As usual there's some great photography that puts mine to shame. If you like watching big muskies being caught there's a video from Bob Mehsikomer. That man has been producing big muskies and pike for the camera for a long time now and is a very professional presenter.

There's a nice feature on Serbian piking that looks superb, and Bertus is back with a lavishly illustrated article about the Baltic

More down to earth for UK anglers are Gary Knowles 's piece on slow trolling and Micky Jones's recollections. There's some rambling nonsense from yours truly too.

If you don't already subscribe get over to and sign up. It's free!

Sunday, October 14, 2012

A day out

There are two days in the autumn when I can guarantee the sun will shine. The Saturday of the PAC show and the Sunday of the Tackle and Guns trade show. After a foggy start the sun began to burn through today, and true to form it was a glorious, if chilly, autumnal day today as I drove to Stoneleigh. On my way to the motorway I had to stop off to get a snap of the mist dissipating.

As the years go by there's less and less to excite me in the way of tackle, but it's one of those events where I meet people I haven't seen since last year - or last Thursday in a few cases!

There always seems to be something in the car park to amuse me. I saw no daft number plates this time, but this motor stuck out like a sore thumb today. Which is kinda ironic.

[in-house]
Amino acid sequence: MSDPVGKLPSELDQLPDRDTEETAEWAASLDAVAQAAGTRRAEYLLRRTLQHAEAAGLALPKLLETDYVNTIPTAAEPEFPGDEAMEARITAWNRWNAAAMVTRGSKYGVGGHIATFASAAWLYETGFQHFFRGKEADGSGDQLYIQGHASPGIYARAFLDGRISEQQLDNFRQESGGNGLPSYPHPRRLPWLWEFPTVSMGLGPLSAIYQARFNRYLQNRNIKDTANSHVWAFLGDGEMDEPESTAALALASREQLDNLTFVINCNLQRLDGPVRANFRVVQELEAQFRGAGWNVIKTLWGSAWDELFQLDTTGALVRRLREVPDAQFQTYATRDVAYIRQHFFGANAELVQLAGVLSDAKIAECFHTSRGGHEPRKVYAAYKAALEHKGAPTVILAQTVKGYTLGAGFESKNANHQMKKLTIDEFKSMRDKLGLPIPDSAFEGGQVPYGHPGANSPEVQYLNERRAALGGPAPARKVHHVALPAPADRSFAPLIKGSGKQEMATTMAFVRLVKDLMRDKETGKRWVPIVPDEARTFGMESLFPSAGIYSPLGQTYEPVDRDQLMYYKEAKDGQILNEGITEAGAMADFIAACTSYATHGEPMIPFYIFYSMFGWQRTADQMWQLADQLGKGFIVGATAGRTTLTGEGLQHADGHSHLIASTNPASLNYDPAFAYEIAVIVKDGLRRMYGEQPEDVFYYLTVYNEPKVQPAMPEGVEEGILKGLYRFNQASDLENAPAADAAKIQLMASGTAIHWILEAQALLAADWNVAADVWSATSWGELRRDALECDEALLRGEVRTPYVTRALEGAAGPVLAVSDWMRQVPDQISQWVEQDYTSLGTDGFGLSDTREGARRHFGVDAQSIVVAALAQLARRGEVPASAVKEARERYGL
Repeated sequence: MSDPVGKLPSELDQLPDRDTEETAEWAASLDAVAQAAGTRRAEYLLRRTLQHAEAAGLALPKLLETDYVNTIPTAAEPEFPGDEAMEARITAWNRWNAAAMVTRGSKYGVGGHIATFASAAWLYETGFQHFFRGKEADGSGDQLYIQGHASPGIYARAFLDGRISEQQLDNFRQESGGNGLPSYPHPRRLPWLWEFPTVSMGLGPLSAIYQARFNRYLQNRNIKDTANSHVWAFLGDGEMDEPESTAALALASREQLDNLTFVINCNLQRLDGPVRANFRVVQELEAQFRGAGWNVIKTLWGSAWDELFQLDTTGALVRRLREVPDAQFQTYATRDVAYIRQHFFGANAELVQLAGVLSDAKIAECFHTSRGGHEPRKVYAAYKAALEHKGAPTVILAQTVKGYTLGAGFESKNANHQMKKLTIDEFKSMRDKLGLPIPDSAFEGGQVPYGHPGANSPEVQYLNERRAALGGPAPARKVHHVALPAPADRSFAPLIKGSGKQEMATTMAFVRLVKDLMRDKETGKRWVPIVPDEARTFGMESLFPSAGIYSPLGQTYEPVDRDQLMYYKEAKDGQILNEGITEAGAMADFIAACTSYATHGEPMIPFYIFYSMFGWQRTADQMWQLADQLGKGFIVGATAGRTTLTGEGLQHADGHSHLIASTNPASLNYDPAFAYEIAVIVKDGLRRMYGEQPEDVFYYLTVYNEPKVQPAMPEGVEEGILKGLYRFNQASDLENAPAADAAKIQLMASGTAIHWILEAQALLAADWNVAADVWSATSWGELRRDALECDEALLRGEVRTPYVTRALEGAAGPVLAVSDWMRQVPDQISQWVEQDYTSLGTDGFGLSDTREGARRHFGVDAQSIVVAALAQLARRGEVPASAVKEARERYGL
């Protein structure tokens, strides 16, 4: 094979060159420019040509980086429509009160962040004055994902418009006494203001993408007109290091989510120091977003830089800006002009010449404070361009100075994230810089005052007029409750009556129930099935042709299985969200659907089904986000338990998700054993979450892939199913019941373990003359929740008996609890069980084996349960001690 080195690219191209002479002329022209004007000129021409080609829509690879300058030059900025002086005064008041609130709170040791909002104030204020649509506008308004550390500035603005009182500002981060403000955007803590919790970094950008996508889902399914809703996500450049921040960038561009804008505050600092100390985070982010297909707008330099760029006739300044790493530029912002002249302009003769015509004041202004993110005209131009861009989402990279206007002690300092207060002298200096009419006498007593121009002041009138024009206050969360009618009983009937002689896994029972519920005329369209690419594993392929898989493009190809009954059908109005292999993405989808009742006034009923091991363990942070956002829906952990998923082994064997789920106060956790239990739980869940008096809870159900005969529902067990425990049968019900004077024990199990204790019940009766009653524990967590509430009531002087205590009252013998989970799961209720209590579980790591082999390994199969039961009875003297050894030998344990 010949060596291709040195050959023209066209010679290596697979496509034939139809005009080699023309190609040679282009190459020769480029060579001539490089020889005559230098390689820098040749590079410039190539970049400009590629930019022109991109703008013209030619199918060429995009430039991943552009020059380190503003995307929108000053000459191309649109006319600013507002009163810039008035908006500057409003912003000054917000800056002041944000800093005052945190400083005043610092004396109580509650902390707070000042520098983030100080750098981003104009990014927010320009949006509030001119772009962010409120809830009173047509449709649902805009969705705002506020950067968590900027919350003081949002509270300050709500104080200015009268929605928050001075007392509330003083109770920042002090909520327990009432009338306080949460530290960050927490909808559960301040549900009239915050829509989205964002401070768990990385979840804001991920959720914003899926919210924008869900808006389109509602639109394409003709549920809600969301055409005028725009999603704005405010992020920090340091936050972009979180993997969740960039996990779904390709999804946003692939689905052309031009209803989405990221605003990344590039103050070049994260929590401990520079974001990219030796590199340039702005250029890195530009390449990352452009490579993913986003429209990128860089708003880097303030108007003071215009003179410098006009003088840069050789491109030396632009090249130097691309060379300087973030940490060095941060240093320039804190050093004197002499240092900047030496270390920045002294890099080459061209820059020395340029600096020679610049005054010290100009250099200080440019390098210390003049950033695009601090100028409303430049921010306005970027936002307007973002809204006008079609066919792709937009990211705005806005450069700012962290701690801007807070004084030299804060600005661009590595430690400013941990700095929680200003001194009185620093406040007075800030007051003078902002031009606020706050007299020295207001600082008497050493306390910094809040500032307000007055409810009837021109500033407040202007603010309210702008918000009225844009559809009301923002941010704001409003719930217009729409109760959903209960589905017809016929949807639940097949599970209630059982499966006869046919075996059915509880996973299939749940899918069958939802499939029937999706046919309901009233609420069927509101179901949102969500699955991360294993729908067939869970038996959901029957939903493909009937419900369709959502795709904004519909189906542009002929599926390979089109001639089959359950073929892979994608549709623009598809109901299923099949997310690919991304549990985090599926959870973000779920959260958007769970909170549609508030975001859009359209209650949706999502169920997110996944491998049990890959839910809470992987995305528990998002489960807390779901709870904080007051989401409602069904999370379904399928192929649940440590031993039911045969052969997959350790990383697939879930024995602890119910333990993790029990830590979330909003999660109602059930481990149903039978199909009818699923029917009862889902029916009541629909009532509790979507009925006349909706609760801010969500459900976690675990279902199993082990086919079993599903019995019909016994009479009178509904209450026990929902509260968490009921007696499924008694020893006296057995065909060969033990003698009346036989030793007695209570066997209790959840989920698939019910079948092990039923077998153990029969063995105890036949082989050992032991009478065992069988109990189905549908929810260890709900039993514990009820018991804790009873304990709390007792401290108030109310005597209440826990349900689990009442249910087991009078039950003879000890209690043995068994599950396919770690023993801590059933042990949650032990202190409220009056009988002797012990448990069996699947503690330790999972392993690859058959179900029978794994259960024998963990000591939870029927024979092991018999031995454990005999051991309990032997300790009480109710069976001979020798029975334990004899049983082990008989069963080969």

Last year one guy distributing some soft plastics had a demo pool set up which attracted some attention. This year Fox had one too, in which Dietmar Isaiasch was giving the Rage lures a hard sell. Thir range of lure rods was pretty big, most of them being for fixed spool use with smallish lures. Obviously the European lure market is what they have their sights set on.

I spotted a couple more high quality soft plastic lure brands being promoted, but the stands didn't look too busy. I'm sure most of this stuff is going to be sought out by sea anglers. Only the dedicated lure-only angler is likely to give them a go in freshwater. Snowbee had some nice looking soft baits, sort of sluggy/sandeely things. As I've made a contact and might be having a crack at some Welsh bass with him some time I'll be keeping an eye out for this kind of thing. The hooks for rigging them are becoming more widely available these days.